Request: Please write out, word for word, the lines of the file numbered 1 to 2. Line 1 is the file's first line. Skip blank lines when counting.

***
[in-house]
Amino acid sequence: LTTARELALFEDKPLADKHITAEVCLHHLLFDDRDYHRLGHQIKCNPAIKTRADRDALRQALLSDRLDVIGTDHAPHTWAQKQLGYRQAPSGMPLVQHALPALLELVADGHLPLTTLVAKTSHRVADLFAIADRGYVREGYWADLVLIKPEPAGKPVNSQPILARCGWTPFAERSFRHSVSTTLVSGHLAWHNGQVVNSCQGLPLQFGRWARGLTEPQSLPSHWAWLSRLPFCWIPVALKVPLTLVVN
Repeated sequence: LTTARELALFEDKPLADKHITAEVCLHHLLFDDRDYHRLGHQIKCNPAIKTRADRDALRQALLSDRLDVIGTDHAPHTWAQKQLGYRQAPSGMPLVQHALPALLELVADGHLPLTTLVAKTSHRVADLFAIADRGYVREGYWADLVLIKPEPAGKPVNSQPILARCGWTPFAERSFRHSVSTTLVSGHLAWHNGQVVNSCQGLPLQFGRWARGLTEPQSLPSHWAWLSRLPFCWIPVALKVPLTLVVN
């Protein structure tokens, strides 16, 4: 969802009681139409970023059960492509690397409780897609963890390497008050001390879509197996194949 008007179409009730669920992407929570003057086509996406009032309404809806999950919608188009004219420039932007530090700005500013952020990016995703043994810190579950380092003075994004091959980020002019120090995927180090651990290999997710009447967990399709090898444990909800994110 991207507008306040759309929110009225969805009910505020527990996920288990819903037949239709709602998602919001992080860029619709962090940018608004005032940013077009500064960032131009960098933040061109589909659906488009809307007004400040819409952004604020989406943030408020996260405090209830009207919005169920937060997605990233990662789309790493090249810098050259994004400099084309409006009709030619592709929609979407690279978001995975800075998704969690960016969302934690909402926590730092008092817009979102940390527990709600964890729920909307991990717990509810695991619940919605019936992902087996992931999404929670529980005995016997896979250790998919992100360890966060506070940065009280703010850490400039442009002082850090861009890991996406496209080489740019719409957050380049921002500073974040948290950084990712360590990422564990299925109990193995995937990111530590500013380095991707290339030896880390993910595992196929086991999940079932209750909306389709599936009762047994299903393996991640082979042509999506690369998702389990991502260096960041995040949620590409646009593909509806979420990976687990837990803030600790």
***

[in-house]
Amino acid sequence: LTTARELALFEDKPLADKHITAEVCLHHLLFDDRDYHRLGHQIKCNPAIKTRADRDALRQALLSDRLDVIGTDHAPHTWAQKQLGYRQAPSGMPLVQHALPALLELVADGHLPLTTLVAKTSHRVADLFAIADRGYVREGYWADLVLIKPEPAGKPVNSQPILARCGWTPFAERSFRHSVSTTLVSGHLAWHNGQVVNSCQGLPLQFGRWARGLTEPQSLPSHWAWLSRLPFCWIPVALKVPLTLVVN